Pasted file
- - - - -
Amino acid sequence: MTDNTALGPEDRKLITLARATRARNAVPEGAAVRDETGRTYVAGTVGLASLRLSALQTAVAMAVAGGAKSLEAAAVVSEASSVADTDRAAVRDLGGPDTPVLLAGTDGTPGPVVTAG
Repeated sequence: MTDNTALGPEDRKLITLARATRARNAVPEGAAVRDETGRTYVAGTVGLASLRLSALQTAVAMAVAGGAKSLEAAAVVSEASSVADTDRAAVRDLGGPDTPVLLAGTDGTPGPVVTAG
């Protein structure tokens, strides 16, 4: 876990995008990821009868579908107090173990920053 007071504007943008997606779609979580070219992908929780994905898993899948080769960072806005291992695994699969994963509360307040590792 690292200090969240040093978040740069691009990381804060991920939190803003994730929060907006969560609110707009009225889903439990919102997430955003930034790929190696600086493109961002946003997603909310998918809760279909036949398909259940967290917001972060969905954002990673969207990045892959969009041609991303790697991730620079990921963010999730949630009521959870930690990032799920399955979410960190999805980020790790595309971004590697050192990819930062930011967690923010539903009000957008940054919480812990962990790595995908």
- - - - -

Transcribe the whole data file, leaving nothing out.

Amino acid sequence: MTDNTALGPEDRKLITLARATRARNAVPEGAAVRDETGRTYVAGTVGLASLRLSALQTAVAMAVAGGAKSLEAAAVVSEASSVADTDRAAVRDLGGPDTPVLLAGTDGTPGPVVTAG
Repeated sequence: MTDNTALGPEDRKLITLARATRARNAVPEGAAVRDETGRTYVAGTVGLASLRLSALQTAVAMAVAGGAKSLEAAAVVSEASSVADTDRAAVRDLGGPDTPVLLAGTDGTPGPVVTAG
């Protein structure tokens, strides 16, 4: 876990995008990821009868579908107090173990920053 007071504007943008997606779609979580070219992908929780994905898993899948080769960072806005291992695994699969994963509360307040590792 690292200090969240040093978040740069691009990381804060991920939190803003994730929060907006969560609110707009009225889903439990919102997430955003930034790929190696600086493109961002946003997603909310998918809760279909036949398909259940967290917001972060969905954002990673969207990045892959969009041609991303790697991730620079990921963010999730949630009521959870930690990032799920399955979410960190999805980020790790595309971004590697050192990819930062930011967690923010539903009000957008940054919480812990962990790595995908």